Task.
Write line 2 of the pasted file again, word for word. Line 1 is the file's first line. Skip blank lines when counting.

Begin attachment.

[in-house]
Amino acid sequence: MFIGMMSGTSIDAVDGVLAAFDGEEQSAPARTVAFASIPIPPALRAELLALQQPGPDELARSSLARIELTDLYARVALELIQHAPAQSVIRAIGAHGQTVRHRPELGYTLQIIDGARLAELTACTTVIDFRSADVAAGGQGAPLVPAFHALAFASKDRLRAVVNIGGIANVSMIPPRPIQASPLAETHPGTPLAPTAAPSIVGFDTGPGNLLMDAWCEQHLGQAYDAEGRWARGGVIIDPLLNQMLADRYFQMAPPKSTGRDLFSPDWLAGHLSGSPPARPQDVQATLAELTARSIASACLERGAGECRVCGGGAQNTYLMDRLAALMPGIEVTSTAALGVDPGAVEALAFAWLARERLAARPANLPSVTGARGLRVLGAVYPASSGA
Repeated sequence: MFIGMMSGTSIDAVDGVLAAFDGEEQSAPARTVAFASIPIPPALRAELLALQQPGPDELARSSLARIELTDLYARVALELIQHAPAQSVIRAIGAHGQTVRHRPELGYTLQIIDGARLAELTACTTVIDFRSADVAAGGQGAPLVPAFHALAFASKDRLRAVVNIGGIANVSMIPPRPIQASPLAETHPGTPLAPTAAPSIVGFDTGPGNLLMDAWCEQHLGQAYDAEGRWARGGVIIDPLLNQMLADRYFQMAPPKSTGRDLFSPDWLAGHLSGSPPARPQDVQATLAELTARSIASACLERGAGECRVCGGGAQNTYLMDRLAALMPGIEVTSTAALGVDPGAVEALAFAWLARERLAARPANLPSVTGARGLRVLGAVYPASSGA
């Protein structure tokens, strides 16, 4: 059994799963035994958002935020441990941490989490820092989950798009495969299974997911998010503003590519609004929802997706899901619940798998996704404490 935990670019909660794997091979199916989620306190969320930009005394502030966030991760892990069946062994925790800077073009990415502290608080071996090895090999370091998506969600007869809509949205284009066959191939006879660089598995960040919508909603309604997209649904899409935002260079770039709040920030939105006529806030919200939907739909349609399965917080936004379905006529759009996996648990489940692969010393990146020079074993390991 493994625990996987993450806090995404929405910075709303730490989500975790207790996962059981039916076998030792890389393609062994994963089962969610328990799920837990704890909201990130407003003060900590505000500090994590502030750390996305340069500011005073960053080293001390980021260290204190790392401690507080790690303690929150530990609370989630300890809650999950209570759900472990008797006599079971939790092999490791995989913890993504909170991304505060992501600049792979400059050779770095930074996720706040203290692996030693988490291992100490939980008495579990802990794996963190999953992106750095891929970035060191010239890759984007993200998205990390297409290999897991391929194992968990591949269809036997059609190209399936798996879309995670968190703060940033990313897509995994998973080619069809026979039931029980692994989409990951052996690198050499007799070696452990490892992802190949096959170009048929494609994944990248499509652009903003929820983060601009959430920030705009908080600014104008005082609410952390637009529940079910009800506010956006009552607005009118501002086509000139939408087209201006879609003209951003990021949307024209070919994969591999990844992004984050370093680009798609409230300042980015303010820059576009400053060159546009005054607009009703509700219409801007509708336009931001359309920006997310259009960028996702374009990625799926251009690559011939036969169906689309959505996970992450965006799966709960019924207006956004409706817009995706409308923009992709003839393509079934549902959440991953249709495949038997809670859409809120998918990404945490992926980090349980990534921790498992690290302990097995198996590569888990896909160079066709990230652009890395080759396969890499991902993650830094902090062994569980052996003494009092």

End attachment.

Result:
Amino acid sequence: MFIGMMSGTSIDAVDGVLAAFDGEEQSAPARTVAFASIPIPPALRAELLALQQPGPDELARSSLARIELTDLYARVALELIQHAPAQSVIRAIGAHGQTVRHRPELGYTLQIIDGARLAELTACTTVIDFRSADVAAGGQGAPLVPAFHALAFASKDRLRAVVNIGGIANVSMIPPRPIQASPLAETHPGTPLAPTAAPSIVGFDTGPGNLLMDAWCEQHLGQAYDAEGRWARGGVIIDPLLNQMLADRYFQMAPPKSTGRDLFSPDWLAGHLSGSPPARPQDVQATLAELTARSIASACLERGAGECRVCGGGAQNTYLMDRLAALMPGIEVTSTAALGVDPGAVEALAFAWLARERLAARPANLPSVTGARGLRVLGAVYPASSGA